ID Prediction #3

“Future experiments will continue to show that RNA catalysts lack the capacities necessary to render the RNA-world scenario plausible.”

Meyer presents another set of predictions that relate to the “structure, organization, and functional logic of living systems.” This is the first of four predictions in this field.

Several chapters of the book are devoted to analyzing proposed origin-of-life theories. One of the more popular scenarios in the last decade is the so-called “RNA world scenario.” The dilemma facing origin of life researchers is to decide what elements evolved first. Since proteins and enzymes that are essential to replicating DNA are themselves formed from patterns stored in DNA, it is not clear what came first, the DNA chicken or the protein egg. The RNA world seeks to avoid that dilemma by postulating that the first biomolecules to evolve were RNA fragments that were self-catalytic. These molecules evolved to proteins and DNA later on. Meyer is simply stating that none of the proposed RNA catalysts will prove to be up to the task.

This prediction is more likely than the first two to have an experimental resolution within our lifetimes. No doubt, the RNA world scenario will be revised significantly as time goes on, but it is reasonable to expect that the core concept of self-catalytic processes may be rejected or shown to be plausible. The definition of plausibility may make it hard to clearly judge whether the prediction has been met or not. What is judged by some to be plausible may not be to others. Some might argue that plausibility has already been established. Nevertheless the prediction has some merit.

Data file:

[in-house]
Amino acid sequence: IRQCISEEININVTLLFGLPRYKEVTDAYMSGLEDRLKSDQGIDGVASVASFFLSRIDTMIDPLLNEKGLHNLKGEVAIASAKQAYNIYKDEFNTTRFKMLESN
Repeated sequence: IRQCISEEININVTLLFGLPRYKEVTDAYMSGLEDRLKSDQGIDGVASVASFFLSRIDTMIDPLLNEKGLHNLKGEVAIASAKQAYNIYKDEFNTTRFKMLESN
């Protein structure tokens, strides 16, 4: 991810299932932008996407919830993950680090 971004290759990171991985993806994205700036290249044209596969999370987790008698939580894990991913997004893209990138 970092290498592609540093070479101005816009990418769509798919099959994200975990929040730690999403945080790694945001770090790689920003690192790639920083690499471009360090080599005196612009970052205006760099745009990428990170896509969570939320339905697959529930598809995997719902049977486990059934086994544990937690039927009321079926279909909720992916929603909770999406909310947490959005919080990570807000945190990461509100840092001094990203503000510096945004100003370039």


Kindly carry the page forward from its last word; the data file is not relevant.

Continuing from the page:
The validity of ID, however, is not likely to be influenced by the result. Again, the prediction of a null result is quite problematic. If RNA catalytics are not up to the task, it is still quite possible that other molecules will be discovered to play that role. There are many reasons why this null result might occur. On the other hand, if they are up to the task that Meyer poses, few ID advocates would give up the faith. There are yet many other aspects to be solved in order to have plausible theories for the origin of life. In summary, the prediction may or may not be verified but either way, the argument will go on.

2 comments to ID Prediction #3

  • Jon Tandy


    You mention two possible outcomes of further research on the RNA world scenario.
    1. RNA world proves not up to the task of creating protein and DNA molecules
    2. RNA research may prove to have merit, so ID researchers might “give up the faith”.  (I’ll generalize this as not necessarily giving up religious faith, but the ID proposition of intelligent design.

    But if such research did prove to have merit, I think there is more likely a third possibility.  If RNA proves to be self-catalytic, so as to be able to create more and more complex structures and complex information such as DNA, doesn’t that appear to be a very intelligently designed system?  So,

    3. The existence of an RNA self-catalytic process is evidence that there must have been an intelligent designer involved in the creation of RNA.

    • Randy Isaac

      Isn’t that essentially the lower case i, lower case d id that Owen Gingerich talks about rather than ID? Essentially, it’s deducing the ultimate cause of a designer rather than a proximal cause being the designer. It’s not a scientific conclusion, per se.


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